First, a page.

Project description:Emerging lines of evidence have shown that blockade of ubiquitin-proteasome system (UPS) activates autophagy. The molecular players that regulate the relationship between them remain to be elucidated. Bcl-2 associated athanogene 3 (BAG3) is a member of the BAG co-chaperone family that regulates the ATPase activity of heat shock protein 70 (HSP70) chaperone family. Studies on BAG3 have demonstrated that it plays multiple roles in physiological and pathological processes, including antiapoptotic activity, signal transduction, regulatory role in virus infection, cell adhesion and migration. Recent studies have attracted much attention on its role in initiation of autophagy. The current study, for the first time, demonstrates that proteasome inhibitors elicit noncanonical autophagy, which was not suppressed by inhibitors of class III phosphatidylinositol 3-kinase (PtdIns3K) or shRNA against Beclin 1 (BECN1). In addition, we demonstrate that BAG3 is ascribed to activation of autophagy elicited by proteasome inhibitors and MAPK8/9/10 (also known as JNK1/2/3 respectively) activation is also implicated via upregulation of BAG3. Moreover, we found that noncanonical autophagy mediated by BAG3 suppresses responsiveness of HepG2 cells to proteasome inhibitors.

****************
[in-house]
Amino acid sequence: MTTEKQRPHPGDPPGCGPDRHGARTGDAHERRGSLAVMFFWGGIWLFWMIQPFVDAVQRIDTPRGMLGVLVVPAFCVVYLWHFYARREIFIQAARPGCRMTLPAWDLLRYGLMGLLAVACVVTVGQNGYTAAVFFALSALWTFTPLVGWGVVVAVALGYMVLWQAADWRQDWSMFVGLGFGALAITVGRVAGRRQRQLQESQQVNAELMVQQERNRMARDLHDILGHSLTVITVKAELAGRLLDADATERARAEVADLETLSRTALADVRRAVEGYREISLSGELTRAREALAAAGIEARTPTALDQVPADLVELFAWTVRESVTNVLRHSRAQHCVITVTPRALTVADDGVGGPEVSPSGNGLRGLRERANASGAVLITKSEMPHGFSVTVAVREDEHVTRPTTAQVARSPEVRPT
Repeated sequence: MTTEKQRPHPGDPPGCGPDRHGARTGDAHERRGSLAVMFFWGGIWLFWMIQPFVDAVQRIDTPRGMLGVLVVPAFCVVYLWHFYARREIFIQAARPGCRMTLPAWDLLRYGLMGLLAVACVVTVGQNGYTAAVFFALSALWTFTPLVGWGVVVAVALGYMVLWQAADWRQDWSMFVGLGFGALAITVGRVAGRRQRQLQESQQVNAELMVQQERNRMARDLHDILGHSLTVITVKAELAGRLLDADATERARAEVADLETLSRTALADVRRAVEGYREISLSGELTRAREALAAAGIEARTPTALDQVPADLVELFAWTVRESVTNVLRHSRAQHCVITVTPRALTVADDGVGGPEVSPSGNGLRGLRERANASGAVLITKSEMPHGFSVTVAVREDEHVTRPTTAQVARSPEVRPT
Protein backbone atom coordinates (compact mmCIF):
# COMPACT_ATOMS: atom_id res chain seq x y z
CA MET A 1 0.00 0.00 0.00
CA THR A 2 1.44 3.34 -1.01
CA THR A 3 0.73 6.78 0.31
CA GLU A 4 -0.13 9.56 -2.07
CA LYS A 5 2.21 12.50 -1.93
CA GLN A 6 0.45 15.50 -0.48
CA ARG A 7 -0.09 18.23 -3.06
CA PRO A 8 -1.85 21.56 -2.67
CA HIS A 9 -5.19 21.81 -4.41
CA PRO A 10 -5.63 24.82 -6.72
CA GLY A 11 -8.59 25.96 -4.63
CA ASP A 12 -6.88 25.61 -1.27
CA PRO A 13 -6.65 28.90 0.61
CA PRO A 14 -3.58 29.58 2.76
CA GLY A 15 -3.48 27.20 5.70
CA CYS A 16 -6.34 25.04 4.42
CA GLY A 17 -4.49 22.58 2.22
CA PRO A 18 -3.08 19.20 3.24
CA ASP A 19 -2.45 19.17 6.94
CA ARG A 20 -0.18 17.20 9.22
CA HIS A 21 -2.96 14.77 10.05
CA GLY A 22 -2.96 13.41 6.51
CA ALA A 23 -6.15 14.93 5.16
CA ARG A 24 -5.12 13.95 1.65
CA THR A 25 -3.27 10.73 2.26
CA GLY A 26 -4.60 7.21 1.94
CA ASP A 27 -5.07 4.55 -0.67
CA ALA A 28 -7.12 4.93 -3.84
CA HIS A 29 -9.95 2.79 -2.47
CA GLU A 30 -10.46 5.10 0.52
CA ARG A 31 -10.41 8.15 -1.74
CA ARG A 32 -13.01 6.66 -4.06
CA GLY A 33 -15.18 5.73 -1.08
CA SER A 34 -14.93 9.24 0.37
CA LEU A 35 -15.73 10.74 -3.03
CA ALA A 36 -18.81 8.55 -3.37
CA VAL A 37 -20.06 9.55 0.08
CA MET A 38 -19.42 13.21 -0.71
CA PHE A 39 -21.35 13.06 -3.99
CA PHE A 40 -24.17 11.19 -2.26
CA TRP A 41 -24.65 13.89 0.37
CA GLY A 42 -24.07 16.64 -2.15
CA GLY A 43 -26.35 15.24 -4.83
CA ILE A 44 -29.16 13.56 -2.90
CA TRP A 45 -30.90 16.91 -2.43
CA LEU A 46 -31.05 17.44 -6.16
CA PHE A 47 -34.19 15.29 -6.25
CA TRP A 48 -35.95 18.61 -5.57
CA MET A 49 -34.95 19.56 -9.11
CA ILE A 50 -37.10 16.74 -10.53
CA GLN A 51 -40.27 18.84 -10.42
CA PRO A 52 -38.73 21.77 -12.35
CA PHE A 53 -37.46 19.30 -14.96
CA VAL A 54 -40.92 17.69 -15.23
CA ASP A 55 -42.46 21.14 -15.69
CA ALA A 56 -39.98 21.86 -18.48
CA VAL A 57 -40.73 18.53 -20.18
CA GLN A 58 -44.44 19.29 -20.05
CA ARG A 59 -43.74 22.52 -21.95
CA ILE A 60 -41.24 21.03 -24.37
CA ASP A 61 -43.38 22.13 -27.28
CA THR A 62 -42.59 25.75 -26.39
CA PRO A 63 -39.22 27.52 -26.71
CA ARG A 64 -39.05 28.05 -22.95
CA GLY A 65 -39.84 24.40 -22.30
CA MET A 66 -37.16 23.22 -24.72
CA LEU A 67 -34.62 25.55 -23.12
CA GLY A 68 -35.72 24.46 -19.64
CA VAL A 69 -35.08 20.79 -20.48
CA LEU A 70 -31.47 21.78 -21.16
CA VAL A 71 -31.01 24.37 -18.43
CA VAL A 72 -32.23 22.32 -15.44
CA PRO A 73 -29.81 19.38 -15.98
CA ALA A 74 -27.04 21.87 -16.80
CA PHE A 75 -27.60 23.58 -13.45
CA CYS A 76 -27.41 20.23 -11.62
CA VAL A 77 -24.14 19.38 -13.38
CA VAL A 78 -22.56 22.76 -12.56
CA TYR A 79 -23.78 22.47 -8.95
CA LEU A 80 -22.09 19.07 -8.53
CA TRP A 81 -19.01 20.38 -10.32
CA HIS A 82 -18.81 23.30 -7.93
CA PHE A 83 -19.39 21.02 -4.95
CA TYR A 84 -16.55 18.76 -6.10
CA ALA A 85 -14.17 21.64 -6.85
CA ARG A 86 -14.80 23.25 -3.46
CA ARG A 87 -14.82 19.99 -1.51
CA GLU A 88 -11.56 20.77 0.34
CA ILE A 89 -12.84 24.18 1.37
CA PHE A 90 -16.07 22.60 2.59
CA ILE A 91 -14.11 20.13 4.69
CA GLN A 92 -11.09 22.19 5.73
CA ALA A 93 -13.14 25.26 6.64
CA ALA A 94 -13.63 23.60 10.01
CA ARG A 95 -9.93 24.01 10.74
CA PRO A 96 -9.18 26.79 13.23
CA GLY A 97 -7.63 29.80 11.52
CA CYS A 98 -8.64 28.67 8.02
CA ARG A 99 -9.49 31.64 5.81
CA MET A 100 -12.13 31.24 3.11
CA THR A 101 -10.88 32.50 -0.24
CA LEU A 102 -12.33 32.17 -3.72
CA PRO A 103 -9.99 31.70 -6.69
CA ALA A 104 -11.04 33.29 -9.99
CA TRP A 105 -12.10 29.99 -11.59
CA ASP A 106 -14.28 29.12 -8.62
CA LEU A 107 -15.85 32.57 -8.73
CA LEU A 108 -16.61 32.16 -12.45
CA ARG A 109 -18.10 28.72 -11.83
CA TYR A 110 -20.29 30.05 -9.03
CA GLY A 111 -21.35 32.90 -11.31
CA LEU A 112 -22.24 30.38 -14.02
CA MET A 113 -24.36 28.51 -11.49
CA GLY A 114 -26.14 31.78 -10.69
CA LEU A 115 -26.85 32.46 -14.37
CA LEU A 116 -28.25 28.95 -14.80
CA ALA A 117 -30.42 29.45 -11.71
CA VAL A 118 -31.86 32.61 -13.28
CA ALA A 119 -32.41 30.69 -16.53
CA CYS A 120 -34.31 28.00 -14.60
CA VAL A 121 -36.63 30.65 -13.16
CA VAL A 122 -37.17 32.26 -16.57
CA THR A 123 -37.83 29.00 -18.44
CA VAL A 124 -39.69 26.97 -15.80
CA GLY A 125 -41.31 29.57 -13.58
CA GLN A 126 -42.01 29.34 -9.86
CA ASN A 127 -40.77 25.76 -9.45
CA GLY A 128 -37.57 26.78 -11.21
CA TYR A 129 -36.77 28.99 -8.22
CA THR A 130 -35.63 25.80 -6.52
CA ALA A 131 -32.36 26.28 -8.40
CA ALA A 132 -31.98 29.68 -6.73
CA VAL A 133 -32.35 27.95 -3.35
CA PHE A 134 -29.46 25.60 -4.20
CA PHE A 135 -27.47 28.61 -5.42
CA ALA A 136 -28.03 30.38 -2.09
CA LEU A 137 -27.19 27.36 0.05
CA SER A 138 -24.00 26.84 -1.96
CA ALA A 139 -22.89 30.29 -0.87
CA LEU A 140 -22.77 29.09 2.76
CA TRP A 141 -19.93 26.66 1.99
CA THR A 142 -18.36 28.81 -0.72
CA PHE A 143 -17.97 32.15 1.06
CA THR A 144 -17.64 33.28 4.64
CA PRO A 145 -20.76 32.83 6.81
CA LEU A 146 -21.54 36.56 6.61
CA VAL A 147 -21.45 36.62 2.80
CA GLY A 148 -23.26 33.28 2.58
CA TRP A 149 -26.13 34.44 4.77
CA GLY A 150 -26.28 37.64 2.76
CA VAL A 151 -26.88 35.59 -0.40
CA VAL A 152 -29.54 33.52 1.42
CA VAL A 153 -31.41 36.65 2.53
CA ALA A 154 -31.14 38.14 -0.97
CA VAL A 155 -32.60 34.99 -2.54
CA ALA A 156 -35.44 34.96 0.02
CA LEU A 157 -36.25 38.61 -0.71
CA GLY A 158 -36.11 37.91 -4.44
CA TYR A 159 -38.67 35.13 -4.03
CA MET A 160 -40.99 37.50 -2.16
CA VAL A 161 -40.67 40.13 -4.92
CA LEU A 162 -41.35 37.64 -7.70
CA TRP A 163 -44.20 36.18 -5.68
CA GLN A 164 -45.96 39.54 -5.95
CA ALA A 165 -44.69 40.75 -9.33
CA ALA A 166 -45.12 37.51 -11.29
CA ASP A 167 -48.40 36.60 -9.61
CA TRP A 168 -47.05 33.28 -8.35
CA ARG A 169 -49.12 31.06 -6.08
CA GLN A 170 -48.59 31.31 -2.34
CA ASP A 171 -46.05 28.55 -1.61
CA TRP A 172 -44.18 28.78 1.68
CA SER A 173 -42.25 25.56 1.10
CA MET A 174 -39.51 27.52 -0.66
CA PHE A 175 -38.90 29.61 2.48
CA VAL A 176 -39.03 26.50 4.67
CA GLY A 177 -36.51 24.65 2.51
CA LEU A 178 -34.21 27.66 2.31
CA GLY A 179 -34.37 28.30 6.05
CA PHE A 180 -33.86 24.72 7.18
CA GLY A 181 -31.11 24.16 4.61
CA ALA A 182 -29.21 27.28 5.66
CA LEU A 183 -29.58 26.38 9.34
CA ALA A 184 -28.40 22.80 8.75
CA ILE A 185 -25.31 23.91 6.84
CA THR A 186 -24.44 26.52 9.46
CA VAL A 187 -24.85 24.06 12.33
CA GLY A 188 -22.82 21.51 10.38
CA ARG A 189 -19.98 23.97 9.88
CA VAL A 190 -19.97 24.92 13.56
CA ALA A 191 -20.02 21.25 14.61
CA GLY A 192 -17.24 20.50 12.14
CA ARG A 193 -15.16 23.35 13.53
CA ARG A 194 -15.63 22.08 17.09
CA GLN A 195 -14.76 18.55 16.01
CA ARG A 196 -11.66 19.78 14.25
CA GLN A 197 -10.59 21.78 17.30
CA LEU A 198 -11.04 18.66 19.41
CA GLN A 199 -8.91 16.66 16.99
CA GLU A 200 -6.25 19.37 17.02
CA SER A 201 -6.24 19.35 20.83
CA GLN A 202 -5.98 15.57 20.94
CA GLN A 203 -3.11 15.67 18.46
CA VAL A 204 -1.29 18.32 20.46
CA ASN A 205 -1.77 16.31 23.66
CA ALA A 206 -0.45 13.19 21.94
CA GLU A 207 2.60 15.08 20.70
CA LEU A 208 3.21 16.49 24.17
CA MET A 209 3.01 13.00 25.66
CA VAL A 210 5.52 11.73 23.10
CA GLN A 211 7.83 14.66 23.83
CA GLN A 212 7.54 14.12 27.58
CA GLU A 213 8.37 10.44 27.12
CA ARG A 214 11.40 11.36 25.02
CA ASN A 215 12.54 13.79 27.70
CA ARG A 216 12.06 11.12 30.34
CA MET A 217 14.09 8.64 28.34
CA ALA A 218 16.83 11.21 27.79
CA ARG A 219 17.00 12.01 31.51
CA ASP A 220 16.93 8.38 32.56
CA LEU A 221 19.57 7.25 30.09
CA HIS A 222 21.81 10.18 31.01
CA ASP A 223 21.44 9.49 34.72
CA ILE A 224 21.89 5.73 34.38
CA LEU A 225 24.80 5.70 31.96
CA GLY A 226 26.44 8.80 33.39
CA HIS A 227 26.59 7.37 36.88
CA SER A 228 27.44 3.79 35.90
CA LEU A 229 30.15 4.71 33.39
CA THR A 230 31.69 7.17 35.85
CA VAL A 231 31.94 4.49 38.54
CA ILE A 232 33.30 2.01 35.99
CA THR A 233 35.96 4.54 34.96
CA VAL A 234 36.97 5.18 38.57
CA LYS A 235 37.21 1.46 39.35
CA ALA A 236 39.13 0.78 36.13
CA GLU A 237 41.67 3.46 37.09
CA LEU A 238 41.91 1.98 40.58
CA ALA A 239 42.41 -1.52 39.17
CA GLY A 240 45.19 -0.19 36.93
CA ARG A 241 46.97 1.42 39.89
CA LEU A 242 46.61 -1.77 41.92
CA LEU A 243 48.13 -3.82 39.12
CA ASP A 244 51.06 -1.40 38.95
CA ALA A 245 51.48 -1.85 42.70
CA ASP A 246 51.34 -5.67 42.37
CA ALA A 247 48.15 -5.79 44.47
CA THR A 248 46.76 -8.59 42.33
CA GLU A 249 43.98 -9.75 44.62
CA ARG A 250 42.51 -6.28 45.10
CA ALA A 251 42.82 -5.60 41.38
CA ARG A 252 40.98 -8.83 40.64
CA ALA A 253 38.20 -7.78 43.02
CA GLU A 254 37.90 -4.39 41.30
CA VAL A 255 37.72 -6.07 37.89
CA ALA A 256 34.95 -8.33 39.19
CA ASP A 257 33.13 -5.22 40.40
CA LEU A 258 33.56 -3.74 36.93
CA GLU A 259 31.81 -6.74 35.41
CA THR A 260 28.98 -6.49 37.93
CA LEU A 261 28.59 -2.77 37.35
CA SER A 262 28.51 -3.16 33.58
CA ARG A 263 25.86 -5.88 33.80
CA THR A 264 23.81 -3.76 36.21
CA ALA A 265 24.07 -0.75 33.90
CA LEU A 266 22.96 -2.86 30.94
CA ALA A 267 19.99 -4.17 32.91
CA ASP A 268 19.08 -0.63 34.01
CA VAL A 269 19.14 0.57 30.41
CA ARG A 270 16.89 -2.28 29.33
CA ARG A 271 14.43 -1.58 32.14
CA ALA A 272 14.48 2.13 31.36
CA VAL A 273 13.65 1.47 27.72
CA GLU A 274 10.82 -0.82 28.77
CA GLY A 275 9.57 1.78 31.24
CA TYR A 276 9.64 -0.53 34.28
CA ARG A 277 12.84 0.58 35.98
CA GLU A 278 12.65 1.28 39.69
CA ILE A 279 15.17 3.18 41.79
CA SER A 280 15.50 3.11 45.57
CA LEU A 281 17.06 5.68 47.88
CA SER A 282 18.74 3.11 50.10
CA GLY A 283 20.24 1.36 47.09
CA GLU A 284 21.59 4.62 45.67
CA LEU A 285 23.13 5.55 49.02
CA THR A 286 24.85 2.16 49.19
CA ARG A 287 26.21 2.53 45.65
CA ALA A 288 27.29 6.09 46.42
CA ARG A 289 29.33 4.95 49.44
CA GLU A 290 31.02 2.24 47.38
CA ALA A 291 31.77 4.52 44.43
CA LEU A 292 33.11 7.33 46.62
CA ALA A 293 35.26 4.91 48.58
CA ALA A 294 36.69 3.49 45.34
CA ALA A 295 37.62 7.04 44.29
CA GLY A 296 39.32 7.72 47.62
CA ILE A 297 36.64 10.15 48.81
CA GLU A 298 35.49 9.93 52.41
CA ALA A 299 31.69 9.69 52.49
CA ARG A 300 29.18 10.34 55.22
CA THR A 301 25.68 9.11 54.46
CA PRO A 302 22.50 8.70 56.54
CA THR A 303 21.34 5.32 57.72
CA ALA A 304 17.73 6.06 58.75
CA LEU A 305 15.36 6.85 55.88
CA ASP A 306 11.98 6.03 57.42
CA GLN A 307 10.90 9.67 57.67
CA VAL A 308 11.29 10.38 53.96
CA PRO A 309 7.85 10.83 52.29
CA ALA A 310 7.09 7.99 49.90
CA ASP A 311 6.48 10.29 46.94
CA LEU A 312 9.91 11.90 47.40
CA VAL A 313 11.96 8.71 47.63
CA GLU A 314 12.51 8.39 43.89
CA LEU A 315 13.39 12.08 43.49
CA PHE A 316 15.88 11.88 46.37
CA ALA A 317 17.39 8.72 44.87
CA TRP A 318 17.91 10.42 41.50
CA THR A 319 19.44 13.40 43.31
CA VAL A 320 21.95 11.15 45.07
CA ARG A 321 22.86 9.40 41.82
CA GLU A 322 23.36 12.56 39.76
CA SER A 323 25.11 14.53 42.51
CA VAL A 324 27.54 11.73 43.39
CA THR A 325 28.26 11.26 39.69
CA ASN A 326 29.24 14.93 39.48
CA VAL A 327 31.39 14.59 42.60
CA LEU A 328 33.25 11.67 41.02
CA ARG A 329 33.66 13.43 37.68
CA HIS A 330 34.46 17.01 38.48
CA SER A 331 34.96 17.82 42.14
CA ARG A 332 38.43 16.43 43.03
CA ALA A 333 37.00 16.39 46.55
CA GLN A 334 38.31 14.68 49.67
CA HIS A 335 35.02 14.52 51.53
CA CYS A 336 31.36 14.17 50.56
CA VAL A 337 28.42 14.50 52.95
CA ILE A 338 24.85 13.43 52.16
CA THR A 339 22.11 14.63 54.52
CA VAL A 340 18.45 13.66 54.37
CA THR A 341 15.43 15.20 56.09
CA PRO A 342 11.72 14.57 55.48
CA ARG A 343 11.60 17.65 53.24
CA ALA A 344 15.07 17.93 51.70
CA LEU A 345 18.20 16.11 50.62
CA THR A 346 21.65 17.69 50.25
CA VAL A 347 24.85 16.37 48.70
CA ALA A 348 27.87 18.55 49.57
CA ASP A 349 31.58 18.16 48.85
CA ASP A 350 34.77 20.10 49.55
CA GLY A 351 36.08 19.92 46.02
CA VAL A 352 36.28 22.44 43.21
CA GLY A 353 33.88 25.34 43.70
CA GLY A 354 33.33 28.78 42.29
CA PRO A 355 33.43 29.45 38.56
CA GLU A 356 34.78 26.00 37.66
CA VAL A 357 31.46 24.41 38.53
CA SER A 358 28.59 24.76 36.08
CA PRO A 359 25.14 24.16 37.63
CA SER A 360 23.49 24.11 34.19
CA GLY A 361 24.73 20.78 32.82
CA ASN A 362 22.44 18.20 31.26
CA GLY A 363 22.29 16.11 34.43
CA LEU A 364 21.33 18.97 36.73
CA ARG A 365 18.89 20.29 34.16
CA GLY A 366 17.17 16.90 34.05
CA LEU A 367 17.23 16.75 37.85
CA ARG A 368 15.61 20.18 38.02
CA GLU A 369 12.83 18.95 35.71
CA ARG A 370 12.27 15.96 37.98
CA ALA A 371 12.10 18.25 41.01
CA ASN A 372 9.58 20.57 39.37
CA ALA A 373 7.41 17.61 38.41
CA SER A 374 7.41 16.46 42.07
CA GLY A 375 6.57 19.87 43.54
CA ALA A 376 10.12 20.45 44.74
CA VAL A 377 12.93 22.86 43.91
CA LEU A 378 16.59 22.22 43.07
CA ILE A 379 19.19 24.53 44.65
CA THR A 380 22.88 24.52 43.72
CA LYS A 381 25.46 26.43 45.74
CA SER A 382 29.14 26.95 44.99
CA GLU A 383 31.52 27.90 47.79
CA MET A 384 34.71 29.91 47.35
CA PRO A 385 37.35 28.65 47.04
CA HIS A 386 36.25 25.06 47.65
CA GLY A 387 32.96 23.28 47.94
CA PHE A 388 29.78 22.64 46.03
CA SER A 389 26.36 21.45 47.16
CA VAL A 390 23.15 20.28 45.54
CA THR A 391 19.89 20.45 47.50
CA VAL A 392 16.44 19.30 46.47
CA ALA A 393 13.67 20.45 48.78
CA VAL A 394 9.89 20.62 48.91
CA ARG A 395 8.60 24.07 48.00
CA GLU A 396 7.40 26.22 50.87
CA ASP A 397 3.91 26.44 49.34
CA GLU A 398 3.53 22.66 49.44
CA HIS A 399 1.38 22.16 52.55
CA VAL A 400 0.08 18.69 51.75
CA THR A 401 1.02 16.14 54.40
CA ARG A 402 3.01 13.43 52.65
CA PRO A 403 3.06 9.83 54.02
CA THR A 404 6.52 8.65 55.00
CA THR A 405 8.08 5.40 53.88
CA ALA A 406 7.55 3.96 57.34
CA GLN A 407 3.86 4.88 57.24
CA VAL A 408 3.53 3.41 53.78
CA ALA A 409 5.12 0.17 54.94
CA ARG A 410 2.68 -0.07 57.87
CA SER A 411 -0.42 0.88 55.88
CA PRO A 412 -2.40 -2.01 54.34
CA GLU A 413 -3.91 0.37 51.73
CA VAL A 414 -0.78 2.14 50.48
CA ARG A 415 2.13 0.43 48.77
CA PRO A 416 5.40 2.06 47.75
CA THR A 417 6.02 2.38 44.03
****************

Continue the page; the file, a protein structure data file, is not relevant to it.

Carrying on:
Project description:Increasing evidence indicates the existence of selective autophagy pathways, but the manner in which substrates are recognized and targeted to the autophagy system is poorly understood. One strategy is transport of a particular substrate to the aggresome, a perinuclear compartment with high autophagic activity. In this paper, we identify a new cellular pathway that uses the specificity of heat-shock protein 70 (Hsp70) to misfolded proteins as the basis for aggresome-targeting and autophagic degradation. This pathway is regulated by the stress-induced co-chaperone Bcl-2-associated athanogene 3 (BAG3), which interacts with the microtubule-motor dynein and selectively directs Hsp70 substrates to the motor and thereby to the aggresome. Notably, aggresome-targeting by BAG3 is distinct from previously described mechanisms, as it does not depend on substrate ubiquitination.